Cannes Palm Trees

Yes You Cannes: How to See the Cote d'Azur on a Budget

It’s the beautiful sun-drenched playground of the rich and famous where super yachts and Ferraris are ten a penny, but look past the designer labels and you’ll find the best things about Cannes and the Cote d’Azur don’t cost a thing – sun, sea, sand and movie-star spotting all included.


The following are a few ways to enjoy a trip to Cannes without breaking the bank – who says celebrities should have all the fun?

Make Friends with the 200 Line

Watch the Cote d’Azur roll by from the comfort of your window seat

Taxi Driver may have scooped the top prize at the Cannes Film Festival in 1976, but hailing a cab in Cannes these days won’t get you very far if you’re watching your budget.


Stick to public transport, especially if you’re planning to get out and about around the smaller villages and towns of the Cote d’Azur. The local bus service runs on the 200 line and is reliable, air-conditioned and extremely cheap – a trip to Nice costs just €1.50 one way.


Stops are located at Gare Routiere, (close to Hôtel de Ville and the port) and outside the train station (the 200 stop is opposite Hotel Ligure). There is also a shuttle service from Nice airport, which is around €12 for those under 26, and around €15 otherwise.


The SNCF Isabelle rail pass offers equally good value. From July 1st – September 30th, passengers who snap up this €12 ticket are entitled to an unlimited amount of rail journeys in any one day on all non-express trains from Théoule-sur-Mer to Vintimiglia and from Nice to Tende.


Tickets are available locally at stations. For a scenic day-trip, stop off at Grasse, the home of perfume, pretty Antibes or artists’ favourite, Menton.

Eat Like a Local

  • Avoid the expensive restaurants and cafés of La Croisette, instead eat well for a fraction of the cost at the old harbour where you’ll find elegant restaurants such as L’Assiette Provencale with fixed price three-course menus from around €24.
  • Lunch-time snacks don’t come much better than a traditional pan-bagnat. Originally from neighbouring Nice, it’s a pain de campagne (French sourdough) or rustic bread roll stuffed with salad Niçoise – tuna, tomatoes, egg, anchovies and salad. For one of the tastiest pan-bagnat in all of Cannes, head to promenade de la Pantiero, next to the port – there’s a blue and white snack kiosk called Philcat where their delicious version will get you through the afternoon for around €5.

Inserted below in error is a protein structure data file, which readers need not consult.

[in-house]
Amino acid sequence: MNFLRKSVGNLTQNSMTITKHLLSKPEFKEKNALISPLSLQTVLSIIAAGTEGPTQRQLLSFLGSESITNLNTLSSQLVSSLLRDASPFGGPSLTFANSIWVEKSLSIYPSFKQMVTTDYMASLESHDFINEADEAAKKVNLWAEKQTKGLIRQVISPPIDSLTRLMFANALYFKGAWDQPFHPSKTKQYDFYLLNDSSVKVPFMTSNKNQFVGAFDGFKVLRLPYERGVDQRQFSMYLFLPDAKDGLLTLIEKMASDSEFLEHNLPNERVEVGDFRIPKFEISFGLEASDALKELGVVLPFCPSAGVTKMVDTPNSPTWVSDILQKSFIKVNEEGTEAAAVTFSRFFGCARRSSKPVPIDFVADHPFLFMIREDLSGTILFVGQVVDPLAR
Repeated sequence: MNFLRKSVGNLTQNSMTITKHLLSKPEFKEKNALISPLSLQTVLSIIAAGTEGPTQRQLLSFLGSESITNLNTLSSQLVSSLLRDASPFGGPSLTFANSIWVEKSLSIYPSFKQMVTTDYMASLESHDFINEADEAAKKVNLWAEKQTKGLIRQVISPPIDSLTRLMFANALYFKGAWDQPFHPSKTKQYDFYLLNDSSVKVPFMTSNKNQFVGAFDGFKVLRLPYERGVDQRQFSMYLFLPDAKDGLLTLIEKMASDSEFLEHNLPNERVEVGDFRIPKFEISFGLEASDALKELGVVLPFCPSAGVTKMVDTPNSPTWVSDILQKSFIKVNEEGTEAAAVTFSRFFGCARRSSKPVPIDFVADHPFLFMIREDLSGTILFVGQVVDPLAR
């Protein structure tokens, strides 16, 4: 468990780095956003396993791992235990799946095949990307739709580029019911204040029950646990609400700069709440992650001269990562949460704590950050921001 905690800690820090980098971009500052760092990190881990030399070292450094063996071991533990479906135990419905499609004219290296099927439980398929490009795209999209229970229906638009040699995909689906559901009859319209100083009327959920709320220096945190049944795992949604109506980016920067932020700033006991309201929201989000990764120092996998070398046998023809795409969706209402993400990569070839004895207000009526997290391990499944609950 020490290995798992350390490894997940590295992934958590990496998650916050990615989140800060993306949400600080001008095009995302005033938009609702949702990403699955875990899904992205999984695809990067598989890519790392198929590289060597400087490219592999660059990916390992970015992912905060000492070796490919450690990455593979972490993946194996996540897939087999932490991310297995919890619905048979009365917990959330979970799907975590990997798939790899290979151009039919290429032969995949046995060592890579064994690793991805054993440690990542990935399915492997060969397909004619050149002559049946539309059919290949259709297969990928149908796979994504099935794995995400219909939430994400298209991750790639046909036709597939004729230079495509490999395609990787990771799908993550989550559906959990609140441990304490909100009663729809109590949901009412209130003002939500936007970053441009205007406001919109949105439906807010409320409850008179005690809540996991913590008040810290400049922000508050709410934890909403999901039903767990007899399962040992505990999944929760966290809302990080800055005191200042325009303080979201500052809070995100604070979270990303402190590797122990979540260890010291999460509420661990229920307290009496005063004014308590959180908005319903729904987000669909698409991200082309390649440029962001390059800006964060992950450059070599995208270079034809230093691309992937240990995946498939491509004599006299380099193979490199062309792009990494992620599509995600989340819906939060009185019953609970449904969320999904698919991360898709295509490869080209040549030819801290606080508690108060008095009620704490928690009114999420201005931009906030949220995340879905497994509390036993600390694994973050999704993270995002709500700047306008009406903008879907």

• Self-catering? Follow the crowds to Marché Forville, Cannes’ vibrant market where stalls sell gourmet foods and organic fruit and vegetables much cheaper than the supermarket. There are a number of delis and bakeries surrounding the market also where you’ll find cooked roast chickens and Riviera street foods such as socca (chick-pea flour crepes).
  • The market runs every day from 7am-1pm, except on Mondays when it hands over its stalls to antiques, bric-a-brac and vintage dealers (still worth a look). Sunday is another great day to browse – farmers and produce growers roll into town to sell their wares. Locals love it, you’re sure to pick up a tasty souvenir such as honey or olive oil to take home.

Cannes Film Festival Free Open Air Cinema

Open-air Cinema: Arrive early and grab the best seats in the house

Visiting during the Film Festival? Take advantage of the free open-air cinema at Plage Macé. Films from the current competition as well as classics from the Palme d’Or vaults are screened nightly from around 9.15pm.


Screenings are free and open to everyone – get there early to ensure you snag a deck-chair!

Shop on Rue d’Antibes

Rue d’Antibes: All the glamour of shopping in Cannes without the hefty price-tags

Window shopping is all very well along the fancy designer boutiques of La Croisette, but if you haven’t budgeted for Dior or Chanel, head instead to Rue d’Antibes and get acquainted with independent boutiques and French high street labels such as Comptoir des Cotonniers, you’ll also find global favourites including Zara, H&M and Mango.

Lounge for Less

Sit back and admire the super yachts

Although much of the beach that lines the palm-fringed La Croisette is reserved for private beach clubs and hotels (sun lounger rental starts at around €20 per day), there are two public beaches worth setting an early alarm for – Plage Macé and Les Rochers, which is great for snorkelling.


For a VIP-style day in the sun, hit the rooftop terrace at the Radisson Blu Hotel and laze in the shade on one of the stylish sun loungers while you check out the amazing panoramic view of the coastline, harbour and shiny super yachts.


The price of a couple of cocktails will let you loll around like an A-lister for as long as you like.


- Fiona Hilliard 


Flights to Nice